The State Administration of Foreign Exchange issued the Circular of the State Administration of Foreign Exchange on the Administration of Overseas Security by Domestic Institutions (the “Overseas Security Circular”) at the end of July. The Overseas Security Circular simplifies the administrative procedures for obtaining overseas security, mitigates previous restrictions, and relaxes the restrictions on financing of outbound projects.  

While the Overseas Security Circular keeps in place the distinctive systems of quota balancing (applicable to banks) and case-by-case approval (applicable to non-bank institutions) for security provided to foreign parties, a new group of entities, i.e., certain qualified non-banking financial institutions and other enterprises, may also apply to SAFE for a quota for providing overseas security. Under the current regime:  

  • Quota balancing applies when domestic banks provide financing-type security (where the underlying principal contract is of financing nature, such as loan, bond issuance and lease) to foreign parties;  
  • No approval or quota balancing is required for domestic banks qualified to provide security to provide nonfinancing- type security (i.e., any security other than financing-type security, such as quality guarantee, tender bond and payment guarantee) to foreign parties;  
  • Case-by-case approval applies when domestic non-banking financial institutions and other enterprises provide security to foreign parties;  
  • Domestic non-banking financial institutions and other enterprises that frequently provide overseas security and have a sound internal management system in place may apply to SAFE for the granting of a quota for providing overseas security.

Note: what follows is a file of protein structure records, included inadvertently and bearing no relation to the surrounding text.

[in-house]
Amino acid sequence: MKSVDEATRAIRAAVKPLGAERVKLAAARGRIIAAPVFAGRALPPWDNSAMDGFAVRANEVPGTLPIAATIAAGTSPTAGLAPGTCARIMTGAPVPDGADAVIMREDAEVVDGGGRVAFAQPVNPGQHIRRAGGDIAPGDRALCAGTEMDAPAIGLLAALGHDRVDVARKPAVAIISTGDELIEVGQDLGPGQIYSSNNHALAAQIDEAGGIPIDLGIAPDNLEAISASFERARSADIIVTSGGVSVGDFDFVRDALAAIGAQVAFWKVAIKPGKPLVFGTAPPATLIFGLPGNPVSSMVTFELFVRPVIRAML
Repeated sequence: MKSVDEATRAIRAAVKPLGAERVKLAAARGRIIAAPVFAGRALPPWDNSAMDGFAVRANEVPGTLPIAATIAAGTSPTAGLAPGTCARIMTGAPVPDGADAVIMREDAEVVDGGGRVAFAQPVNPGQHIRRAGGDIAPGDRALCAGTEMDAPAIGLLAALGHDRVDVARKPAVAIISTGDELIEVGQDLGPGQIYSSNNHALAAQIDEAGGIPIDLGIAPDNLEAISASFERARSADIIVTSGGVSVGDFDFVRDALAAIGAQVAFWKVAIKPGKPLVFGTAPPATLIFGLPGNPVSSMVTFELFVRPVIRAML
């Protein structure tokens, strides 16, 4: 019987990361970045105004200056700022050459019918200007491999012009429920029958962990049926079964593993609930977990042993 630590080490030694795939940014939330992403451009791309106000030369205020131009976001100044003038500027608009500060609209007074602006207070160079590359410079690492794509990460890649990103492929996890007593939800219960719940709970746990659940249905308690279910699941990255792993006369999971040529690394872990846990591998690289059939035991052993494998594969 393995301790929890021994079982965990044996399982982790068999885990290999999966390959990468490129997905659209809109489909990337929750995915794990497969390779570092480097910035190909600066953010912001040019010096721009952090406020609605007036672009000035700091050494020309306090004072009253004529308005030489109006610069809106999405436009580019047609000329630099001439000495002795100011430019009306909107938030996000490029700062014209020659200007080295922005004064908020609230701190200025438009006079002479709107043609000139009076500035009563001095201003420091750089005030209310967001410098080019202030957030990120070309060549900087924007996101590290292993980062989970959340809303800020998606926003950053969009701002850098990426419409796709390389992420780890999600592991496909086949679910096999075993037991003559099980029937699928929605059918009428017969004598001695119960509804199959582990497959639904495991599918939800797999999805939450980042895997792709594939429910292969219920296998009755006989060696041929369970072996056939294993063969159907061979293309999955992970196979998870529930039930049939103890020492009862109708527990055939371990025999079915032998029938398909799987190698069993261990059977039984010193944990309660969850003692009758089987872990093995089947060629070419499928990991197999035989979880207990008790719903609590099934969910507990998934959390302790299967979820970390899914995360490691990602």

The Overseas Security Circular expands the universe of overseas debtors. The requirements debtors have to satisfy are summarized as follows:  

  • Where a bank provides overseas financing-type security, the debtor is not subject to any regulatory restrictions with respect to affiliation with domestic entities, ratio of net assets and profit performance, etc.;  
  • Where a bank provides overseas non-financing-type security, either the debtor or the beneficiary shall be a domestic PRC entity or a foreign entity established or directly or indirectly owned by a domestic PRC entity;  
  • Where non-banking financial institutions provides overseas security, the debtor shall be a domestic PRC entity or a foreign entity established or directly or indirectly owned by a domestic PRC entity;  
  • Where a non-financial-institution enterprise provides overseas security, the debtor shall be a domestic PRC entity or a foreign entity established or directly or indirectly owned by such enterprise;  
  • Where a non-banking financing institution or enterprise provides overseas security, the debtor shall have a positive net assets value and have been profitable for at least one (1) of the most recent three (3) years. Where the debtor is engaged in long-term projects such as resource development, it shall have been profitable for at least one (1) of the most recent five (5) years.  

Last but not least, the Overseas Security Circular clarifies that WFOEs (wholly foreign owned enterprises) that are not otherwise qualified for quota-balancing administration shall be subject to case-by-case approval when providing overseas security.  

- Circular of the State Administration of Foreign Exchange on the Administration of Overseas Security by Domestic Institutions  

- 国家外汇管理局关于境内机构对外担保管理问题的通知  

- Issuing Authority: the State Administration of Foreign Exchange  

- Date of Issuance: July 30, 2010 / Effective Date: July 30, 2010